Monday, March 23, 2015

"Chappie" Review: The Assembly Line Story Is Bolstered By A Strong Performance From Star Sharlto Copley


By this time you likely already know from friends, the media or simply by watching the trailer that Chappie liberally uses the key plot points from such classics as Short Circuit and Robocop to an almost incomprehensible degree. So instead of giving the rundown on why Chappie is going to be forever known as the bastard stepchild of those other movies, we are going to focus mostly on the aspects of the film that many seem to be glossing over which sadly has relegated the film to a much poorer reception than it likely deserved. Read the full review after the break.

Review Vital Stats:   
Projector Type: Digital 2D             
Film Rating: R
Film Runtime: 1 hr 54 min
Studio: Sony Pictures
Release Date: March 6, 2015

Biases:  
Loves: District 9
Likes: Sharlto Copley, Hugh Jackman, Sigourney Weaver, Neill Blomkamp's vision
Neutral:  Elysium
Hates: Ninja (the character) and how he corrupts Chappie
Next up for Blomkamp?: A new Alien sequel...no, really.


It's the near future, Johannesburg South Africa is a war zone. A cesspool of crime and villainy that was once on its last leg, the people of Johannesburg have found new hope as it has become the testing ground for the brand new robotic police enforcement plan. The Scout robot, a creation of the young and eager genius Devon (Dev Patel)  are owned and controlled by BLANK (Sigourney Weaver) to police the city. While Devon is busy trying to construct the world's very first A.I. consciousness, his co-worker/rival BLANK (Hugh Jackman sporting a ridiculous mullet) is busy cooking up a scheme to get his robotics program re-instated.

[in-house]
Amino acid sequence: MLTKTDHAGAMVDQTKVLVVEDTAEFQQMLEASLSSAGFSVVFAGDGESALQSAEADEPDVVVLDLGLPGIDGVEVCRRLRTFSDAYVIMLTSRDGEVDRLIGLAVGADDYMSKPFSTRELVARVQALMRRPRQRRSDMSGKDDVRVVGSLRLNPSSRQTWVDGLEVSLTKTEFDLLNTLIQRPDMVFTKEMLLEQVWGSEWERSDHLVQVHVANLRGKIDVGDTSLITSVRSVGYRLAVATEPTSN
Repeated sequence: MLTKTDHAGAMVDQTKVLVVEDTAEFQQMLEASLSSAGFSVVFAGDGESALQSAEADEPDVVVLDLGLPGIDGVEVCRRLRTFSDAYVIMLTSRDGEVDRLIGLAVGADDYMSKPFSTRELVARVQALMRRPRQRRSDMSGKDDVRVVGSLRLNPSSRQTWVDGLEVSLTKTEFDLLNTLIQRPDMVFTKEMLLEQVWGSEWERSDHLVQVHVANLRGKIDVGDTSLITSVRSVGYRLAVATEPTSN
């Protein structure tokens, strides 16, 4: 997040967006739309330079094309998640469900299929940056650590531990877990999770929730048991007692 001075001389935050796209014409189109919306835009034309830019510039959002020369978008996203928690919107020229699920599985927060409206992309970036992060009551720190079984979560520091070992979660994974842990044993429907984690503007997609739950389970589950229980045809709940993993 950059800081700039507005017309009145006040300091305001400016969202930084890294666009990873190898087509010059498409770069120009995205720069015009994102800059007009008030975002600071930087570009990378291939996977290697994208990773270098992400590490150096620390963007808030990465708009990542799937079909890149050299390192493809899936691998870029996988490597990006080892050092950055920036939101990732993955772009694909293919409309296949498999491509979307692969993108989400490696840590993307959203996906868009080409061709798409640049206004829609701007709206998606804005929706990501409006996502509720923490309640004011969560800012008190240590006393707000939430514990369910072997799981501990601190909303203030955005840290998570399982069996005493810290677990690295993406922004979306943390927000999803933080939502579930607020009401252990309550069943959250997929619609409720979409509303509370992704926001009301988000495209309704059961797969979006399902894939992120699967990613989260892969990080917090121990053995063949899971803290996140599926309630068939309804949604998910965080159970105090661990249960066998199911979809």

While going rogue and attempting to integrate his A.I. into a beaten down and severely damaged Scout robot, Devon finds himself taken hostage by a group of thugs who want him to program his creation to help them pull off an impossible heist. Forced by gunpoint, Devon installs the program and soon Chappie is born, both literally and metaphorically. Just like a newborn child, Chappie quickly begins to take on the traits of those around him, including the evil ways of his adoptive family played by Ninja and Yolandi of Die Antwood (a South African rap group). After learning that his body has a time limit, Chappie sets out to find a way to preserve himself, even if he is forced to go against the wishes of his creator Devon and join the thugs who hold him captive.


Is writer/director Neill Blomkamp the new M. Night Shymalan? Did he make the best movie he has in him right out the gate? Why do all his movies look and feel the same? Why is Hugh Jackman wearing a forest ranger outfit and sporting a really bad mullet? Sigourney Weaver is in this? Wait, why does it feel like the entire corporation that runs the Scout program is run by only three people? Those are but a few of the questions that went running through my mind as I watched Chappie, a film that was doomed to be compared to other films about robotics and the meaning of life the minute the pen hit the paper.

Let's review some of those bullet points as they are quite pertinent. Some may say it is harsh to compare Blomkamp with Shyamalan at this point in his career but it is hard to not feel a certain bit of deja vu with their career trajectories. While Shyamalan was able to coast off his blockbuster hit The Sixth Sense for a longer period of time before becoming box office poison, the supposed downfall of Blomkamp (in the critic's eye mainly thus far) is uncomfortably similar. The fly in that ointment though is that arguably Shyamalan's best film to date was his second feature Unbreakable and for Blomkamp to be heading down that dangerous road of obscurity his films would have to be getting progressively worse, which in the case of Chappie that isn't true.